Chapter
7
Introduction
to
finite
fields
This
chapter
provides
an
introduction
to
several
kinds
of
abstract
algebraic
structures,
partic
ularly
groups,
fields,
and
polynomials.
Our
primary
interest
is
in
finite
fields,
i.e.,
fields
with
a
finite
number
of
elements
(also
called
Galois
fields).
In
the
next
chapter,
finite
fields
will
be
used
to
develop
ReedSolomon
(RS)
codes,
the
most
useful
class
of
algebraic
codes.
Groups
and
polynomials
provide
the
requisite
background
to
understand
finite
fields.
A
field
is
more
than
just
a
set
of
elements:
it
is
a
set
of
elements
under
two
operations,
called
addition
and
multiplication,
along
with
a
set
of
properties
governing
these
operations.
The
addition
and
multiplication
operations
also
imply
inverse
operations
called
subtraction
and
division.
The
reader
is
presumably
familiar
with
several
examples
of
fields,
such
as
the
real
field
R
,
the
complex
field
C
,
the
field
of
rational
numbers
Q
,
and
the
binary
field
F
2
.
7.1
Summary
In
this
section
we
brieﬂy
summarize
the
results
of
this
chapter.
The
main
body
of
the
chapter
will
be
devoted
to
defining
and
explaining
these
concepts,
and
to
proofs
of
these
results.
For each prime
p
and
positive
integer
m
≥
1,
there
exists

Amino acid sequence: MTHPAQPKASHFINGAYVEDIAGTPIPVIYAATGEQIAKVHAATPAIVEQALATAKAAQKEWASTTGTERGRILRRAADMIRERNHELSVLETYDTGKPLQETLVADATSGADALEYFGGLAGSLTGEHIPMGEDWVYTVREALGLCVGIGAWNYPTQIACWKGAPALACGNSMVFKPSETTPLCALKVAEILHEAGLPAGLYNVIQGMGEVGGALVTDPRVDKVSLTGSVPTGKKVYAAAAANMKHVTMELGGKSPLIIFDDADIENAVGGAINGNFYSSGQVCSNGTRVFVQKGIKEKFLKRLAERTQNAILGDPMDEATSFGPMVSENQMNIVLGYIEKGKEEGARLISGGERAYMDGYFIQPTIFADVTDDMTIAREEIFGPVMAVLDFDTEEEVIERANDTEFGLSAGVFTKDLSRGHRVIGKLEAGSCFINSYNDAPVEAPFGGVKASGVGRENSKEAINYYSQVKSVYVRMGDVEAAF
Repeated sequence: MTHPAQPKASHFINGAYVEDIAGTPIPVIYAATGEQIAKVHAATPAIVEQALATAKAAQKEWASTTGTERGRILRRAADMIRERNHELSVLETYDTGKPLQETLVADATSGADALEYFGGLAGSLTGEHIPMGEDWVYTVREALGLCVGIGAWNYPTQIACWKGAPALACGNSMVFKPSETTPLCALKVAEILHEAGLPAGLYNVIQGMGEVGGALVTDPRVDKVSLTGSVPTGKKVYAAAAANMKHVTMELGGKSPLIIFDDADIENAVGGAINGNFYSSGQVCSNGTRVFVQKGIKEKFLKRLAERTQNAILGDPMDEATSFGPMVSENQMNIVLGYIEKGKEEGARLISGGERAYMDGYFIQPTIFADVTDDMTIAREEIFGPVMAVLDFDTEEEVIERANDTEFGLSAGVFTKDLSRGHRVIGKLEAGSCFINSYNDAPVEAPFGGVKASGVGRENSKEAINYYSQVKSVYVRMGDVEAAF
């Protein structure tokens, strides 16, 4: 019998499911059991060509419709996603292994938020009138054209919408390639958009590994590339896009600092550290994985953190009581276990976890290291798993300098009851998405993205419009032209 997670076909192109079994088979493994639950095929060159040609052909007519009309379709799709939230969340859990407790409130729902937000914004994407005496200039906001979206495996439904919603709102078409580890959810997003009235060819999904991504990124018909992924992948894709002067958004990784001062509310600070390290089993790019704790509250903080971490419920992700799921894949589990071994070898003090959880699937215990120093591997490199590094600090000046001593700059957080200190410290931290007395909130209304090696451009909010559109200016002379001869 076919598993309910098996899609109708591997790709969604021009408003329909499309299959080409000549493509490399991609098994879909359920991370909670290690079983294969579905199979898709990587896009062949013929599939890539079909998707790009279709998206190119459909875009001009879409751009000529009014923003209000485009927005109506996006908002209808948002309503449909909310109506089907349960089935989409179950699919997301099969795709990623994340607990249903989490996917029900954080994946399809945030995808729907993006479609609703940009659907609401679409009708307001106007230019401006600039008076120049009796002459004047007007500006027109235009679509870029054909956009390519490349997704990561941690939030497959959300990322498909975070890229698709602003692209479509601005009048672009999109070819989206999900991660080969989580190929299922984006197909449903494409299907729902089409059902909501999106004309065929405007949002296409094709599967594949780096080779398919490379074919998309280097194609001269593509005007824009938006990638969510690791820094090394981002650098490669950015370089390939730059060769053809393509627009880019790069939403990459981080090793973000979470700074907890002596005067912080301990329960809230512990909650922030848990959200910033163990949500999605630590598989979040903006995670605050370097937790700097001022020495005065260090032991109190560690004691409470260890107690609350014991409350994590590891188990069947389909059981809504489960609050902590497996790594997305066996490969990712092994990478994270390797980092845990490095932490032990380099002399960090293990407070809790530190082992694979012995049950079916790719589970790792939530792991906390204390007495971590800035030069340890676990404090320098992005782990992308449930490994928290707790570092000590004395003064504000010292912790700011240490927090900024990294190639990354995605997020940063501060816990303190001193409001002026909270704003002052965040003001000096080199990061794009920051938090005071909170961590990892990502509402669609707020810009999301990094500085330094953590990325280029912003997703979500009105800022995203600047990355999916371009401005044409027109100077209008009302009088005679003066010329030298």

a
finite
field
F
p
m
with
p
m
elements,
m
and
there
exists
no
finite
field
with
q
elements
if
q
is
not
a
prime
power.
Any
two
fields
with
p
elements
are
isomorphic.
The
integers
modulo
p
form
a
prime
field
F
p
under
mod
p
addition
and
multiplication.
The
polynomials
F
p
[
x
]
over
F
p
modulo
an
irreducible
polynomial
g
(
x
)
∈
F
p
[
x
] of degree
m
form
a
finite
field
with
p
m
elements
under
mod
g
(
x
)
addition
and
multiplication.
For
every
prime
p
,
there
exists
at
least
one
irreducible
polynomial
g
(
x
)
∈
F
p
[
x
] of each positive degree
m
≥
1,
so
all
finite
fields
may
be
constructed
in
this
way.
Under
addition,
F
p
m
is
isomorphic
to
the
vector
space
(
F
p
)
m
.
Under
multiplication,
the
nonzero
m
−
2
elements
of
F
p
m
form
a
cyclic
group
{
1
, α, . . . , α
p
}
generated
by
a
primitive
element
α
∈
F
p
m
.
The
elements
of
F
p
m
are
the
p
m
roots
of
the
polynomial
x
p
m
−
x
∈
F
p
[
x
].
The
polynomial
m
x
p
−
x
is
the
product
of
all
monic
irreducible
polynomials
g
(
x
)
∈
F
p
[
x
]
such
that
deg
g
(
x
)
divides
m
.
The
roots
of
a
monic
irreducible
polynomial
g
(
x
)
∈
F
p
[
x
]
form
a
cyclotomic
coset
of
deg
g
(
x
) elements of
F
p
m
which
is
closed
under
the
operation
of
raising
to
the
p
th
power.
For
every
n
that
divides
m
,
F
p
m
contains
a
subfield
with
p
n
elements.
75
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76
CHAPTER
7.
INTRODUCTION
TO
FINITE
FIELDS
For
further
reading
on
this
beautiful
subject,
see
[E.
R.
Berlekamp,
Algebraic
Coding
The
ory
,
Aegean
Press,
1984],
[R.
Lidl
and
H.
Niederreiter,
Introduction
to
Finite
Fields
and
their
Applications
,
Cambridge
University
Press,
1986]
or
[R.
J.
McEliece,
Finite
Fields
for
Com
puter
Scientists
and
Engineers
,
Kluwer,
1987],
[M.
R.
Schroeder,
Number
Theory
in
Science
and
Communication
,
Springer,
1986],
or
indeed
any
book
on
finite
fields
or
algebraic
coding
theory.
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 Winter '11
 PhanThuongCang
 Prime number, Cyclic group, finite field, fQ

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